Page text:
First Person – Frank Bourque, Fredericton, New Brunswick

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In the summer of 2019, my good friend Julie, who lives on B.C.’s Sunshine Coast, followed her life-long dream of getting her bike license and bought a new Triumph Street twin. 

I wanted to see Julie’s bike in person, but it was impossible since I live in Fredericton, NB. So I stopped in at the only Triumph dealership in Atlantic Canada, Rallye Motoplex in Moncton. Into my fourth year of owning a red 2006 BMW R1200RT, and loving all 60,000 kilometres I’d ridden on it, I wanted to see what the dealership had. There, I was introduced to Bre, a pleasant, no-pressure salesperson.

First on the agenda was to look at and sit on an almost identical bike to Julie’s. Then, I looked at their BMW, Triumph, Yamaha and Ducati selection. They had two Multistrada 1200 Enduros in stock and both were 2016 models and significantly reduced in price.

After a lot of research and establishing that Ducati had made an incredible ADV bike worthy of the Ducati name, and a worthy competitor to the R1200GS, I returned to the dealership to try it out. Well, I think I expected it to be as comfortable on the road as the RT and was somewhat disappointed. Back home I did more research to see what I had missed, considering the rave reviews of the bike. My expectations were unrealistic, I think. It was not a sport-touring bike, so why should it feel like one? 

Knowing (or convincing myself and my wife) that I would never have another buying opportunity like this one, and having contemplated getting into the ADV segment for a while, I decided to take a chance on it, though still with reservations. 

I was better off selling the RT than trading it in, but in mid-summer, there was a risk to that as well. I really did not want to have the RT sitting still for months while I tried to sell it and rode the Ducati on a daily basis.

Then came a few days of fine negotiations with the dealer, with little progress. Again, parting ways with the RT was not high on my priority list and including some sort of warranty was not on the dealer’s priority list. The Ducati two-year warranty had expired as the bike, although brand new and only having 20 kms on it, was registered through Ducati as a demo. The best they could do was a one-year (third party) warranty. They did make a few concessions on the price of accessories (crash bars and top box), but not enough. I was ready to walk away, thinking it was not meant to be. And then I met Peter.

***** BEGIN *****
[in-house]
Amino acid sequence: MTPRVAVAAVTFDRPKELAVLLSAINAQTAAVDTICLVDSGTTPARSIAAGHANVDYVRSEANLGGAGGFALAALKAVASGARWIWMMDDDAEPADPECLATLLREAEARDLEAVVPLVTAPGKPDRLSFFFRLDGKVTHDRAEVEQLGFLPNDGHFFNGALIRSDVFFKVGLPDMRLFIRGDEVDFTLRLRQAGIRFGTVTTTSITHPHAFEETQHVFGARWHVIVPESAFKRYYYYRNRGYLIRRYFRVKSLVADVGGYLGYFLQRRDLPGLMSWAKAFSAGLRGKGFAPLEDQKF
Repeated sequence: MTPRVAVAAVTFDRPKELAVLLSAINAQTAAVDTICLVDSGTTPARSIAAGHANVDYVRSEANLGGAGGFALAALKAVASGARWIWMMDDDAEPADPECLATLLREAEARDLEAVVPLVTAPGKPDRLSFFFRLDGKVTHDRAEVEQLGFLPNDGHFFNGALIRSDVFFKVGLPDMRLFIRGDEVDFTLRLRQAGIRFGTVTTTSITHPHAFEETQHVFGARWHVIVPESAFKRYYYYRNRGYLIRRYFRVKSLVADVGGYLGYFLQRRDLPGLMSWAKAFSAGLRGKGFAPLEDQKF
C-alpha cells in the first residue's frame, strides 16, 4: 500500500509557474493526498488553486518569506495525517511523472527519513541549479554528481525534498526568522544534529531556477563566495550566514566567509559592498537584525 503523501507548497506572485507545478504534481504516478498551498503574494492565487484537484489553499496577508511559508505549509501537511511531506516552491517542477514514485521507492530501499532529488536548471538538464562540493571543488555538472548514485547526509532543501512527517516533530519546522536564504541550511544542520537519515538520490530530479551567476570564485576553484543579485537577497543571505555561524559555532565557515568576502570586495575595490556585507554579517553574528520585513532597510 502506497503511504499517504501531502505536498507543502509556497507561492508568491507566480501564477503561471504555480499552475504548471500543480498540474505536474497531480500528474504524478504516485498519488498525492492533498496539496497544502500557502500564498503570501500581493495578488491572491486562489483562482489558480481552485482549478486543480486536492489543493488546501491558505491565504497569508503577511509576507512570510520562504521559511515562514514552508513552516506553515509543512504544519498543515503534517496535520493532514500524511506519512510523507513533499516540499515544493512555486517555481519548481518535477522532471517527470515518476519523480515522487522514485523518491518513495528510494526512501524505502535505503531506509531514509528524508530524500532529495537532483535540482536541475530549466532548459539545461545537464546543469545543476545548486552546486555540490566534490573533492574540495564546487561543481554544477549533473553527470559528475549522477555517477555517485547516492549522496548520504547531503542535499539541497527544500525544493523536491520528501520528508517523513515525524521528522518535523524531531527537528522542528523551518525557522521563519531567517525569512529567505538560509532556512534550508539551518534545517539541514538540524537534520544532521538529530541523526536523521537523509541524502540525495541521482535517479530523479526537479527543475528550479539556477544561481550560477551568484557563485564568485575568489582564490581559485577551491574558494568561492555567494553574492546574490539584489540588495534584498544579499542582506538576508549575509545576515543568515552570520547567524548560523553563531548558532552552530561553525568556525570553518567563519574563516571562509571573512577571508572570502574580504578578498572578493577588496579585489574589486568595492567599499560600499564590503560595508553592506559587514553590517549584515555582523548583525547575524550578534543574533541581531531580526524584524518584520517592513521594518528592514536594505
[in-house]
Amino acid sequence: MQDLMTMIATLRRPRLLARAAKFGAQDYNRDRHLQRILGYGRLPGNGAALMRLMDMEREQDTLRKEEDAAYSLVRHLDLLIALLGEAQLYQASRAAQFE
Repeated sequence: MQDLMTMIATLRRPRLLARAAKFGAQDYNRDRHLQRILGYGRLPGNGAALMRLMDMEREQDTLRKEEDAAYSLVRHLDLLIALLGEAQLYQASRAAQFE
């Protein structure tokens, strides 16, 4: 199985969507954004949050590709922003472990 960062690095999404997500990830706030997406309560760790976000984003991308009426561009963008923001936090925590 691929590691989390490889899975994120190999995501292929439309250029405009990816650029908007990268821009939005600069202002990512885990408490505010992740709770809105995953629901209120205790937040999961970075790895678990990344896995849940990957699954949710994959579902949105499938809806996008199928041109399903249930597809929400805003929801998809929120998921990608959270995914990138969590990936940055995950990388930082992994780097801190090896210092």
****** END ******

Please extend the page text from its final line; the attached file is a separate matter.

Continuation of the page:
An unassuming tall and gentle man with the looks, charm and calm demeanor of Morgan Freeman, Peter was travelling through Atlantic Canada with two friends when his bike, a black 2006 R1200RT with 240,000 km on it, left him stranded in Moncton. The drive shaft, a $1,400 BMW part, broke and a new one would take over a week to arrive. Buying another bike was an option but when you are looking for something very specific in an emergency, it can be hard to find. Call it fate or coincidence, but Peter met Bre at the BMW/Ducati dealership and Bre was sharp enough to make the connection that he might be interested in my RT.

With a mutually agreed upon price and an immediate buyer, the dealer could (on paper) take mine in on trade, instantly selling it to Peter, which put him back on the road, saved me enough on taxes to sweeten the Ducati deal; and looked after my warranty. Adding to the coincidence was the fact that both Peter and I had the BMW top box and the tank bag, the latter of which I had never used but was necessary for him. His was well worn. Peter and I hit it off and we have kept in touch. When the deal closed on the Saturday of the August long weekend, we headed off in two different directions from Rallye Motoplex. Bre even took a few parting photos. 

Meanwhile, the story continues as Bre, who has a passion for motorcycles and has owned several, can do most repairs on them. He brought Peter’s bike to his home, took it apart, and had no luck finding a used drive shaft for it, but on eBay I found a gently used one in the US at less than a third of the cost of a new one. I delivered it to Bre, who finished repairing Peter’s bike and sold it privately. 

Since the bike musical ride occurred and the stars aligned for Peter and me, although I still at times miss the RT, I have adapted to the Ducati, upgraded the windscreen with a Touratech and installed the crash bars and top box. I love every second of riding it. It is an absolute engineering and electronic marvel. Peter’s friends had continued on their journey as he dealt with his situation in Moncton. He caught up to them in PEI, finished his trip and headed back to Huntsville. He updated me on his voyage and on how much he was enjoying his new red rocket. Julie, knowing (and feeling “somewhat responsible” as she puts it) that I bought the Ducati and sold the RT, keeps on riding and gets better at it during every ride. It is her newfound interest, fun and much overdue passion. Little did she know that her decision would have a domino effect at the other end of the country, which led to a drastic change in bikes for me, and an almost perfect scenario for Peter after his misfortune.

***

First Person is dedicated to readers of Cycle Canada. Tell us about a motorcycle trip, tale or experience that you won’t soon forget.

Contributors will be granted a free 3-year subscription to the magazine. Send by email 500 words and a photograph.

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